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Old 05-04-2011, 01:33 PM
Minxxa Minxxa is offline
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Join Date: Apr 2011
Location: California
Posts: 497
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Quote:
Originally Posted by BlackUnicorn View Post
So nice you decided to have a blog! It's giving me a lot of food for thought already.
Thank you! I've definitely already picked up a good bit of mental stimuli getting me thinking in different ways as well as getting some good normalization of some of my more irritating feelings.

Quote:
Originally Posted by BlackUnicorn View Post
1) The military thing. Do you feel that him being away from home for long periods of time (?) created distance between the two of you, or did it just take the attention away from the distance that was already there to begin with? Do you think you would have been able to re-connect if he had been involved with someone else at the time? Was he?
Interesting question! I don't think it created distance between us. I think it did two things: 1) it allowed us the distraction of being apart to NOT deal with things we should have a long time ago, and 2) it took that place where we needed work and pulled it open, expanded it, and made it a bigger elephant in the room when we were finally back together.

The three deployments in a row was the topper. Just NOT enough time between to reconnect, work on issues, etc. We had planned on going to couples therapy this year-- can't do that until he gets back now. Though we did have a pretty good breakdown/breakthrough on our own which has helped us a lot. We still need to go to therapy-- more importantly my husband whom I love dearly needs to go talk about his own shit independent of me. He's got a lot of his own past stuff, issues with how his ADHD brain functions, stuff like that. I think it would help him, but of course that is up to him. (As of now he's planning on it, but we'll see!!)

We've been in different stages where reconnecting would have been made even more impossible had he been connected to somebody else because we weren't talking/communicating well, and it would have been a distraction for him to again, not think/talk about what's going on with us. But it was his connection with someone else this time (although more peripherally), that instigated us finally talking about this, so in a way that issue forced us to deal with stuff we hadn't and REALLY talk, so I'm grateful for that.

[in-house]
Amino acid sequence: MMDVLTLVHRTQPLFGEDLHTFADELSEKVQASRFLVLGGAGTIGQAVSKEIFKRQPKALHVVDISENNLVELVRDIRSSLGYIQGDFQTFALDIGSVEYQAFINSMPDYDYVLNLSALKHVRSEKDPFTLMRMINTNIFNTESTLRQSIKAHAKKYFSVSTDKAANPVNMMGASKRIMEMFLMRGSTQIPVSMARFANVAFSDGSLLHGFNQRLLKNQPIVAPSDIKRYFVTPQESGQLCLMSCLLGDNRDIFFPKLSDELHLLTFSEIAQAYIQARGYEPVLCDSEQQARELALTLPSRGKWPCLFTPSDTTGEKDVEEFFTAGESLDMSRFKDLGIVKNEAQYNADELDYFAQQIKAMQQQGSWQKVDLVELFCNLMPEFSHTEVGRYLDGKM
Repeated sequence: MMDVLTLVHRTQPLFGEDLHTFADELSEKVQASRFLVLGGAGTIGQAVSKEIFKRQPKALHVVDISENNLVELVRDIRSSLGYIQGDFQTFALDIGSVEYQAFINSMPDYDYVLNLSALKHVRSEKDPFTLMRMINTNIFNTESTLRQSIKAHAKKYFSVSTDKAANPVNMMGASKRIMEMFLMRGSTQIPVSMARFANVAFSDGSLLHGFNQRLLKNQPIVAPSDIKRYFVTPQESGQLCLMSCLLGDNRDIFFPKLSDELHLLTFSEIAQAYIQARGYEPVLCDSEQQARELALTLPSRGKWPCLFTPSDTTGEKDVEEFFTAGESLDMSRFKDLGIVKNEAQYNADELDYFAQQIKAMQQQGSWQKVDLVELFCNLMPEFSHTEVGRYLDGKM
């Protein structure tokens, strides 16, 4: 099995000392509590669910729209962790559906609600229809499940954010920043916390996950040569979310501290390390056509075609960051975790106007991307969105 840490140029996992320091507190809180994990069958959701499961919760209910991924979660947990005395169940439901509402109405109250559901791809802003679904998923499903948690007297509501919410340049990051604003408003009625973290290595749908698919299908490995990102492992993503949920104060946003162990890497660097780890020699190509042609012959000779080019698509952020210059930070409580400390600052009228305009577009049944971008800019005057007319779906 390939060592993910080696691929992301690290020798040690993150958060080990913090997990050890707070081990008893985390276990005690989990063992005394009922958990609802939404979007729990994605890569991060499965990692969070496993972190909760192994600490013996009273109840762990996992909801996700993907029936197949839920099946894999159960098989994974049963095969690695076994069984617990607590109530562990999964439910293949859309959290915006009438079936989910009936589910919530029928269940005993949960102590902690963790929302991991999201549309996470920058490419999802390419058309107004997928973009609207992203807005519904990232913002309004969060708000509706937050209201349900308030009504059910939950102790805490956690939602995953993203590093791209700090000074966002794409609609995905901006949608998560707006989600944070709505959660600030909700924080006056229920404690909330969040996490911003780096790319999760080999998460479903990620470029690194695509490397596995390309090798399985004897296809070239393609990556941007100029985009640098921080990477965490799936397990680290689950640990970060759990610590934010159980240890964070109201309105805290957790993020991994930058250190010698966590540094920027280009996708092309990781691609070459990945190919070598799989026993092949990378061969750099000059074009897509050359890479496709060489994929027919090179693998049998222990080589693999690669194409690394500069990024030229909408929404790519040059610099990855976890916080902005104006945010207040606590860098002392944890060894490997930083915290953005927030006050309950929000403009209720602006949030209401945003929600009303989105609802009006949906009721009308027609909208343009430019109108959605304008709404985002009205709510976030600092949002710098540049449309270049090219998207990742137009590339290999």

Quote:
Originally Posted by BlackUnicorn View Post
2) There are a lot of assumptions going on in the therapy business on how non-monogamy is ultimately destructive for a relationship, sometimes together with covert homophobia. The most recent example I can think of was a story of a happily monogamous woman who unexpectedly fell in love with an older woman, and after six years (!) called things off (the hubs was aware of the situation the whole time). Instead of focusing on the intense re-evaluation this woman was going through for the whole of six years (impressive length for a first non-monogamous AND same-sex relationship, methinks), the writer of the book explained how this 'need' to have a relationship with an older woman was a result of insecure attachment to her mother in her early childhood. Of course, because she just couldn't be a bisexual or lesbian, much less honestly being happy with her husband while still wanting another relationship with someone else - there had to be something pathological behind such non-monogamous choices .
I totally see this. It's why I picked my therapist because she's poly/kink friendly. Many therapists will look at this situation and think "well of course, you need to remove this outside stuff because THAT'S the issue". I needed someone who was not only anti-nonmonogamy, and not only accepting of nonmonogamy-- but somebody who knew something about it in practice and could actually offer advice, perspective on how to make that work BETTER.

That book above reminds me of something I've heard from a lot of sources lately. Basically, most people hear something (a story, situation, etc.) and they filter that through their own perspective and experiences and biases and come up with a version that may or may not have any connection with the original story. We are all biased-- the key is to know that you are, have a good idea how you are biased, and check yourself constantly to make sure your bias isn't getting in the way.

Quote:
Originally Posted by BlackUnicorn View Post
3) I have a diagnosis for GAD, which I no longer fully identify with, but it certainly helped me to understand how my sympathetic nervous system was just wired to go off from stimulation that others wouldn't probably pay any mind to (I am easily distracted and have trouble prioritizing stimuli). I hope you get some answers from your visit to the therapist!

Interesting! I was just reading about the sympathetic nervous system. I definitely have a mind/body connection that is sometimes not in my best interests. I am really hoping to get some perspective on this. At least knowing my brain works a certain way and learning some better tools to deal with it than are currently in my toolbox would be nice. I've always tried to "mind over matter" it, and talk to myself out of thought patters I know are incorrect and destructive. It's just not always as successful and it's TIRING. LOL
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